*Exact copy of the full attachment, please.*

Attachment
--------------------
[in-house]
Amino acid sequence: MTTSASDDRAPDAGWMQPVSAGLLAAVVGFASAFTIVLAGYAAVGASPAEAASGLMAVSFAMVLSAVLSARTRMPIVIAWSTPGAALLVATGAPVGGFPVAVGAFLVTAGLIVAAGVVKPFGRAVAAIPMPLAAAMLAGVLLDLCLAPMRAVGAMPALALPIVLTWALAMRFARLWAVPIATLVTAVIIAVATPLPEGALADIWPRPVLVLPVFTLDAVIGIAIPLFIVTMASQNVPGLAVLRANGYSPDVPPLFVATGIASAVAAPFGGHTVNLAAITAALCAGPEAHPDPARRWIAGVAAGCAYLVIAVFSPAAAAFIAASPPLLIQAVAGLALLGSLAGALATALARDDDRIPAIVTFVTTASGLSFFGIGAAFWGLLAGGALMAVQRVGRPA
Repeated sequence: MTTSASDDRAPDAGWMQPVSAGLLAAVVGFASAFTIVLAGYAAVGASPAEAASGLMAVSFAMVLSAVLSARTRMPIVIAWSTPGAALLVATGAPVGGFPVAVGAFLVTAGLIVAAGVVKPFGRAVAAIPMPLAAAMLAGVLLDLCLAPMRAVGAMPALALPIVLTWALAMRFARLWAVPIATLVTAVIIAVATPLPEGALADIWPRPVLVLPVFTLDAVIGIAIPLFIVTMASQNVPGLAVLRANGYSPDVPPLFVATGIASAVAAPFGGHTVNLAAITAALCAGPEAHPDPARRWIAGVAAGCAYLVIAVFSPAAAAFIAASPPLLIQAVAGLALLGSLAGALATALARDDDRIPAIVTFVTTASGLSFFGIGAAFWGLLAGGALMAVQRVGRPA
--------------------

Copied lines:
[in-house]
Amino acid sequence: MTTSASDDRAPDAGWMQPVSAGLLAAVVGFASAFTIVLAGYAAVGASPAEAASGLMAVSFAMVLSAVLSARTRMPIVIAWSTPGAALLVATGAPVGGFPVAVGAFLVTAGLIVAAGVVKPFGRAVAAIPMPLAAAMLAGVLLDLCLAPMRAVGAMPALALPIVLTWALAMRFARLWAVPIATLVTAVIIAVATPLPEGALADIWPRPVLVLPVFTLDAVIGIAIPLFIVTMASQNVPGLAVLRANGYSPDVPPLFVATGIASAVAAPFGGHTVNLAAITAALCAGPEAHPDPARRWIAGVAAGCAYLVIAVFSPAAAAFIAASPPLLIQAVAGLALLGSLAGALATALARDDDRIPAIVTFVTTASGLSFFGIGAAFWGLLAGGALMAVQRVGRPA
Repeated sequence: MTTSASDDRAPDAGWMQPVSAGLLAAVVGFASAFTIVLAGYAAVGASPAEAASGLMAVSFAMVLSAVLSARTRMPIVIAWSTPGAALLVATGAPVGGFPVAVGAFLVTAGLIVAAGVVKPFGRAVAAIPMPLAAAMLAGVLLDLCLAPMRAVGAMPALALPIVLTWALAMRFARLWAVPIATLVTAVIIAVATPLPEGALADIWPRPVLVLPVFTLDAVIGIAIPLFIVTMASQNVPGLAVLRANGYSPDVPPLFVATGIASAVAAPFGGHTVNLAAITAALCAGPEAHPDPARRWIAGVAAGCAYLVIAVFSPAAAAFIAASPPLLIQAVAGLALLGSLAGALATALARDDDRIPAIVTFVTTASGLSFFGIGAAFWGLLAGGALMAVQRVGRPA